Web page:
Olney Hymns Book 1 Hymn 113

Here at Bethesda's pool, the poor...

Manuscript Hymn No. 290

290 v1

Chapter 5:2-4

[The Pool of Bethesda]

Here at Bethesda’s pool, the poor,
The withered, halt, and blind,
With waiting hearts expect a cure,
And free admittance find.

Here streams of wondrous virtue flow,
To heal a sin-sick soul;
To wash the filthy white as snow,
And make the wounded whole.

The dumb break forth in songs of praise,
The blind their sight receive;
The cripple runs in wisdom’s ways,
The dead revive and live!

Restrained to no one case, or time,
These waters always move;
Sinners in every age and clime
Their vital influence prove.

Yet numbers daily near them lie,
Who meet with no relief;
With life in view they pine and die
In hopeless unbelief.

’Tis strange they should refuse to bathe,
And yet frequent the pool;
But none can even wish for faith,
While love of sin bears rule.

Satan their consciences has sealed,
And stupefied their thought;
For were they willing to be healed,
The cure would soon be wrought.

Do thou, dear Saviour, interpose,
Their stubborn wills constrain;
Or else to them the water flows,
And grace is preached in vain.

John Newton bw better 150 x 55
  from John Newton's Diary, relevant to this hymn:

Saturday 6 December 1777
Drank tea with Mr Scott... I hope he is a chosen instrument of thine for good. In the evening buried Anne Corgil, one of the most afflicted of thy people. Tempted even to a degree of possession, weak, lame, blind, deaf and very poor. I suppose she did not enjoy quiet for a quarter of [an] hour through many years. But she is quiet now. Thou gavest her faith, and in the midst of her severest conflicts, she maintained a good hope, that the issue would be peace and victory.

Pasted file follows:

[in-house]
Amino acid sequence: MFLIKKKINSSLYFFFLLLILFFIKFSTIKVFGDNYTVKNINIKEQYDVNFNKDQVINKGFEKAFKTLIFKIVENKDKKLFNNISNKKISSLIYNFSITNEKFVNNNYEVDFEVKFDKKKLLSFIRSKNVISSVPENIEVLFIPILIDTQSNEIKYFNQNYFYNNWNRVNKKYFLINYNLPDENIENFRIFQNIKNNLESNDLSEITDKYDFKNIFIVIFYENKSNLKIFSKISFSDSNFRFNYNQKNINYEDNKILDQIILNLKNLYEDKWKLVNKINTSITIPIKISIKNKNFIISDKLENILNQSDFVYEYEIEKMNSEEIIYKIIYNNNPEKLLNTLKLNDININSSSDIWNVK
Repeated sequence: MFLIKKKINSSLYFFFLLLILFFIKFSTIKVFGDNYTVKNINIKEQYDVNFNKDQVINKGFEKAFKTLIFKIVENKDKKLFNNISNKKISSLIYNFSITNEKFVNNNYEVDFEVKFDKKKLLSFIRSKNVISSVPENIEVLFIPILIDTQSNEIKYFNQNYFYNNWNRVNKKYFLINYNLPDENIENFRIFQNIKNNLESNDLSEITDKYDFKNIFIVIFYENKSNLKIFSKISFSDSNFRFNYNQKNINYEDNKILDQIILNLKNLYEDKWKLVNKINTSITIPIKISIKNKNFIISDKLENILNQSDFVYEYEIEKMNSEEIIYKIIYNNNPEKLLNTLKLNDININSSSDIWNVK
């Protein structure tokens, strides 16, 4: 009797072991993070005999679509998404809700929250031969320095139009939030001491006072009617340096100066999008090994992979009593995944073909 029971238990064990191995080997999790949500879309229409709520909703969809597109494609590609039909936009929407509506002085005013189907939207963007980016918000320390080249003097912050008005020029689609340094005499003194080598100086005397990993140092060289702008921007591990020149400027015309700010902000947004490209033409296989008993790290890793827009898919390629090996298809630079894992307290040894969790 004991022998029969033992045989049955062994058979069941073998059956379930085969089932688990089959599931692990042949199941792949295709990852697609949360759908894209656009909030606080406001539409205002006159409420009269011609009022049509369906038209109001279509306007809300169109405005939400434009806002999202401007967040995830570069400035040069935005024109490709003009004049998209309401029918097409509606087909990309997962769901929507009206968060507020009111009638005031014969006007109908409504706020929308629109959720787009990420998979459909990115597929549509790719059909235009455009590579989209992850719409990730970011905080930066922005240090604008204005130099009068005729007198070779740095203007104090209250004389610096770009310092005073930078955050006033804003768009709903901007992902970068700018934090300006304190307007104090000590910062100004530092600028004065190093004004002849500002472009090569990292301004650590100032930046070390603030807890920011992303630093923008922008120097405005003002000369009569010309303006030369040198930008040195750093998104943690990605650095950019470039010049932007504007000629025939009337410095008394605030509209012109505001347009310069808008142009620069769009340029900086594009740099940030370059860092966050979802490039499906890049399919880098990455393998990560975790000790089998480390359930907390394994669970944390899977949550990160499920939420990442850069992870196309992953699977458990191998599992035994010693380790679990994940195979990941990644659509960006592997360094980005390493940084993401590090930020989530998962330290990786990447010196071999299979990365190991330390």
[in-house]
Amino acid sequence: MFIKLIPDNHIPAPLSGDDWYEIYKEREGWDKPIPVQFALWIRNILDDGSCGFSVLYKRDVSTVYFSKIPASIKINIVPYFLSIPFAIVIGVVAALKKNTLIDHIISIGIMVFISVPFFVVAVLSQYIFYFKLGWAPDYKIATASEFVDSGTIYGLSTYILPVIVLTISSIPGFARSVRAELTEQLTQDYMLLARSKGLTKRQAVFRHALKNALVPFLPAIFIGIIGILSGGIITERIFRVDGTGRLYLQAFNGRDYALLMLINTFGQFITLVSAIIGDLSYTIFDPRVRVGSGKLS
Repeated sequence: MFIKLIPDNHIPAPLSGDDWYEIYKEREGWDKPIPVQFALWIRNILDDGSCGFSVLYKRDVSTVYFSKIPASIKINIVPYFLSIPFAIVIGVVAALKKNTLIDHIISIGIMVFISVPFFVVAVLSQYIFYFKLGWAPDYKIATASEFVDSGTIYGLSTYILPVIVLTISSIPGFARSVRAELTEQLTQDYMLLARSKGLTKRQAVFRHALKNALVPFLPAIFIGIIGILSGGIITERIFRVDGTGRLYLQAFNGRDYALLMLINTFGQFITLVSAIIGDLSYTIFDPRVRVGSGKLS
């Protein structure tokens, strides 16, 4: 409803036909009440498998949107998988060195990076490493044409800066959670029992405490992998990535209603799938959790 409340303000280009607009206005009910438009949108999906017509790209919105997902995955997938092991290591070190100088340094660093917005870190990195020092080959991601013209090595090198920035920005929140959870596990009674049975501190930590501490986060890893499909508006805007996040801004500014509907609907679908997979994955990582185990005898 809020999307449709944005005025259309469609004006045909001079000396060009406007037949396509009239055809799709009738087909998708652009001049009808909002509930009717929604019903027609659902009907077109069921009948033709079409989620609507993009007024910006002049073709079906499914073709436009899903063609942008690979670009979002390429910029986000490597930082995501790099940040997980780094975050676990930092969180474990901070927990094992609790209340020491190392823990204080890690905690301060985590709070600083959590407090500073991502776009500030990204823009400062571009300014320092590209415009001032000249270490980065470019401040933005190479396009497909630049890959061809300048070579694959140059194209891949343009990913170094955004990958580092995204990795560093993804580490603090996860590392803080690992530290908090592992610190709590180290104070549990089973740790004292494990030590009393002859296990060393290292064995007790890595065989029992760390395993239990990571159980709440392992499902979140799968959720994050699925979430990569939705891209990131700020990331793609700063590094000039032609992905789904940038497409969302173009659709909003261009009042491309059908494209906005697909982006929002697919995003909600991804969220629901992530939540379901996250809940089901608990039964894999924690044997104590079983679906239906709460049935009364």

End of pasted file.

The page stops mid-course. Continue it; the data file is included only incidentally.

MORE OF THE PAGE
Wednesday 10 December 1777
I set out for Bedford Monday, and returned today. I praise thee, my Lord, for a safe and comfortable journey, the kindness of friends abroad, and for a comfortable [journey] home, and that all were preserved in peace in my absence. I rejoice in thy goodness to that happy family. Mrs Rose there and in good health.

Thursday 11 December 1777
Met the children, and preached in the evening. My conscience pleads guilty to the charge of folly and ingratitude, forgetting a suitable return for most valued mercies, and for answers to prayers offered in the day of trouble. Lord heal, pardon, strengthen for thy mercy's sake. John 17:24 [Father, I will that they also, whom thou hast given me, be with me where I am; that they may behold my glory, which thou hast given me: for thou lovedst me before the foundation of the world.]

Sunday 14 December 1777
I praise thee, my Lord, for assistance through another Sabbath. Command thy blessing upon it. The times are dark. O for Grace to hide ourselves in the secret chambers of thy gracious attributes, and to mourn and plead before thee in secret. That we may know thee for a refuge and be preserved in the hour of trial.
At Bedford I heard Mr Wesley, not without satisfaction, and his subject led me to the hymn for this evening.

Deuteronomy 33:26
Isaiah 26:20
Hymn No. 290

[On this date Newton preached from the above texts at his church, St Peter & St Paul, Olney, during the morning and afternoon services, and from this hymn at the informal evening service]

Image copyright:

Hymn: MS Eng 1317, Houghton Library, Harvard University
Diary: John Newton Collection, CO199, Princeton University

Marylynn Rouse, 10/09/2013